There’s this implicit promise being made every time you come across some new indie band for the first time: This song you like—the one with the playful melody and understated bassline—there could be more where this comes from if someone would just sign these guys.
But we’ve also all had that experience when follow-up material doesn’t have the same hook.
That’s why Run River North, the unexpected Korean-American folk band hailing from Southern California, is so exciting to review. Their self-titled debut album, released this past Tuesday, completely delivers on the potential fans saw in those initial YouTube videos, including one completely recorded in the band’s Honda Civic.
Really the first half of the album is just dynamite—four of the first six songs have the power to be a single, a great ratio for any artist, let alone an indie band on the heels of their first release.
For those of you who have come to love a little blend of folk and pop, a la fellow west coasters the Head and the Heart, Run River North is really worth a listen. Signatures from their strongest songs like the introspective “Lying Beast” showcase Jennifer Rim on a soaring violin and others like single “Fight to Keep” mesh the soothing vocals of lead singer Alex Hwang and keyboardist Sally Kang.
I actually sat for a while asking myself why I especially love the songs with Kang on accompanying vocals (also check out “Growing Up”) and I think it’s because there’s this slight twang to her voice that really adds texture to the already beautiful harmonies. These are personal songs—it’s nice to add a little character to the words.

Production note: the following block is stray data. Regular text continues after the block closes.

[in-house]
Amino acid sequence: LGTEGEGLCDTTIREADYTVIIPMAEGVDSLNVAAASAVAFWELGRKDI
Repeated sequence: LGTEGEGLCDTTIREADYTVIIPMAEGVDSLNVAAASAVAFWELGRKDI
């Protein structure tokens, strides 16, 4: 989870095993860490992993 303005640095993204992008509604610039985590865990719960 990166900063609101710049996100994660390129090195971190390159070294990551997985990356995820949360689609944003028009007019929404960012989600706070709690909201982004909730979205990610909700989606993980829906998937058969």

They seem to have a lot of fun with creative percussion choices and occasional tongue-in-cheek lyrics: “I used to close my eyes to what stirred under my bed / Now they’re open wide to the monsters in my head.”
But for an album with a first track called “Monster’s Calling Home”, there’s a surprising depth to the lyrics. The themes feel age-old. Being in my late 20s like singer Alex Hwang, I can relate to this search of self identity. A lot of the songs seem to be about just trying to be a better person. People usually associate more sorrowful songs with “experience,” chalking up happier tunes to naivete, but sometimes growing up is about learning to be a little less selfish—and like all 20-somethings, for Run River North, this seems to be a work in progress.
In respect to this theme, there are a lot of great juxtapositions on this album. Lyrically: Playful lyrics cushioned between thoughtful moments about the immigrant experience. And musically: Songs that start with familiar chord progressions that manage to swell into full-blown orchestral moments by the two-minute mark.
I think on first listen you’re struck by the playful and fun tempos of the songs, and of course, those awesome violin solos (let’s all thank Rim’s parents for the obvious years of classical training), but when you listen to the album more and more, I think the restraint and control of dynamics really shine. Kang, as I mentioned before sings so gently as to never overpower Hwang—there’s a real vulnerability to her singing. Whereas Joseph Chong on drums really is willing to take his time with a soft bass drum on songs like “Lying Beast”. It makes the moments where the songs really swell—drums and violin coming in at full volume—really powerful moments.
In any case, it’s definitely worth buying the whole album, rather than picking and choosing songs. There’s certainly enough great stuff there. While they may not quite find the right hook 100% of the time—”In the Water” seems to really be treading water without hitting any of the peaks or valleys of other songs—at the very least every track has great instrumentals. They get the formula right more often than not, and in cases like “Monster’s Calling Home”, a blending of an Eastern sound feels very uniquely them.
Besides after this hell of a winter, we definitely need a feel-good record to take us into spring. Run River North seems ready for the job.
All photography by Catie Lafoon.